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I may not have been clear. The way the show was run, the host did not open a door randomly, he randomly chose whether to open a door that did not conceal the prize or to open no door. Under those conditions, switching when he does choose to open a door is 2:1.

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> My recollection is reading that Monty Hall himself said that he either chose to reveal a door or not according to his feeling (perhaps he endeavored to get the better of the contestant thought that is not clear), and that in fact sometimes he did not offer the switch chance to the contestant.

As long as MH decides to open a door or not randomly (or on the basis of irrelevant criteria such as his “feeling”, as opposed to knowledge of whether the contestant has already chosen the winning door) this doesn’t change the problem: when offered a chance to switch after a door is opened, doing so is a 2:1 favorite. All that’s going on is he’s sometimes arbitrarily denying us the opportunity to place the bet that we’d like to.

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50% and 33% are right for the first two (assuming that the information was obtained as described by Eric Kerr above)

However, 33% is not right for the third and fourth problems. The seemingly irrelevant information actually makes a big difference. You can prove this using Bayes Theorem, but there’s an easier informal argument: A BB family is twice as likely to have at least one boy born on Tuesday or named Dylan so these are overrepresented in the sample set.

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Once in a non-serious game when I passed in this situation (no, I did not have three-card support) my partner alerted. Perplexed, we turned to her, and with tongue firmly in cheek she said “denies three-card support”. With tongue just as firmly in cheek, my LHO responded “No, no, that pass is only alertable if he could have three pieces”.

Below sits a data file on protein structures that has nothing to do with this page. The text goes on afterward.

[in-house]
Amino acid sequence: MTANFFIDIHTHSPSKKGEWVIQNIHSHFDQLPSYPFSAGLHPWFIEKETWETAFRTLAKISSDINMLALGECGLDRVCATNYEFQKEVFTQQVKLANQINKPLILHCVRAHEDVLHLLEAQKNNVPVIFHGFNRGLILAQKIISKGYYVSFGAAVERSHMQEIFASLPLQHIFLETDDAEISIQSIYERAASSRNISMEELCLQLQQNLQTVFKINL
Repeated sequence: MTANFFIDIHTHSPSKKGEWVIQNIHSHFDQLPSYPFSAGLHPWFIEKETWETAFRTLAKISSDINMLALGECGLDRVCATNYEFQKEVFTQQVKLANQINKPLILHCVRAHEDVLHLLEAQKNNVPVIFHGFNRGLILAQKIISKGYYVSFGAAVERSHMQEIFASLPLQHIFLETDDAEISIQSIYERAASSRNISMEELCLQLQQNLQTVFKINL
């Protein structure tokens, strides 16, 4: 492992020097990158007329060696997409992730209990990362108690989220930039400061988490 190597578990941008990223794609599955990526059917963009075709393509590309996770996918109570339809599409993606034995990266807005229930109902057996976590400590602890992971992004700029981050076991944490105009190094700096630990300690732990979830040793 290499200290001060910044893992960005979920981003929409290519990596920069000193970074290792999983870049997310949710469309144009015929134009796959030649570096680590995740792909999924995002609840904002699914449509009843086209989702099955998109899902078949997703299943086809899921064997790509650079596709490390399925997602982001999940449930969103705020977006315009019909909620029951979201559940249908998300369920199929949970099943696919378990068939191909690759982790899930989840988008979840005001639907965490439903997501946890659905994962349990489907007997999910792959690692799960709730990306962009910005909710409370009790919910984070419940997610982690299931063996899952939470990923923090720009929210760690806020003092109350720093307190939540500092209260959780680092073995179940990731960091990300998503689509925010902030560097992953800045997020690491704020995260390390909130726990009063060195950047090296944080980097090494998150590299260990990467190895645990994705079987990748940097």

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Only a walrus would think “only two points”, but there's something to be said for thinking “nine losers…. count them again… yes, that's NINE”.

Bidding game is basically rolling the dice on the amount of diamond wastage. Vulnerable at IMPs we don't need 50% and I'd rather be dead in a ditch than bring back +170; not vul at IMPs I may be thinking about the state of the match and whether the opponents are good defenders; at matchpoints I hope I'm not playing with a resulter.

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I'd choose double (let's not lose the hearts) or 2S (in the passout seat a spade suit and values like this) over 1S, so that's my “friends want help with the deal” answer.

I think the interesting question is not how to get to game but how to get to hearts.

And John, it would be interesting to know what the results at the other tables were…

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Marty, I think you’ve identified a flaw in the wording of the laws rather than a convincing basis for resolving the question (but in any case reminded me of the limitations of textualism as a method of statutory interpretation). If the drafters really intended to exclude knowledge of tendencies from disclosure, surely they would not have hidden this exclusion so cleverly that it takes several careful rereadings to find it? Nor included the words “… or partnership experience” in 40.B.5(a) without further qualification?

It seems to me much more likely that we’re looking at an unintended interaction between the placement of the requirement that partnership agreements be symmetrical and the disclosure requirement than an intended exclusion of individual tendencies from disclosure.

Of course, and as the other discussion in this thread shows, there are issues about how and when this information is disclosed.

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> The poor pair who's only crime was sitting in the wrong place at the wrong time lost a punitive 11 imps.

That seems somewhat inherent in the pairs format, does it not? The problem is that there are “right places” and “wrong places” and these are assigned by chance. Not only do I not see how tweaking the scoring can eliminate this random seating effect, but I will offer a conjecture: Any pairs scoring method that does not weight all boards equally will have larger variance due to seating effects than straight matchpoints. (The proof is straightforward but unfortunately does not fit in the margin of this post).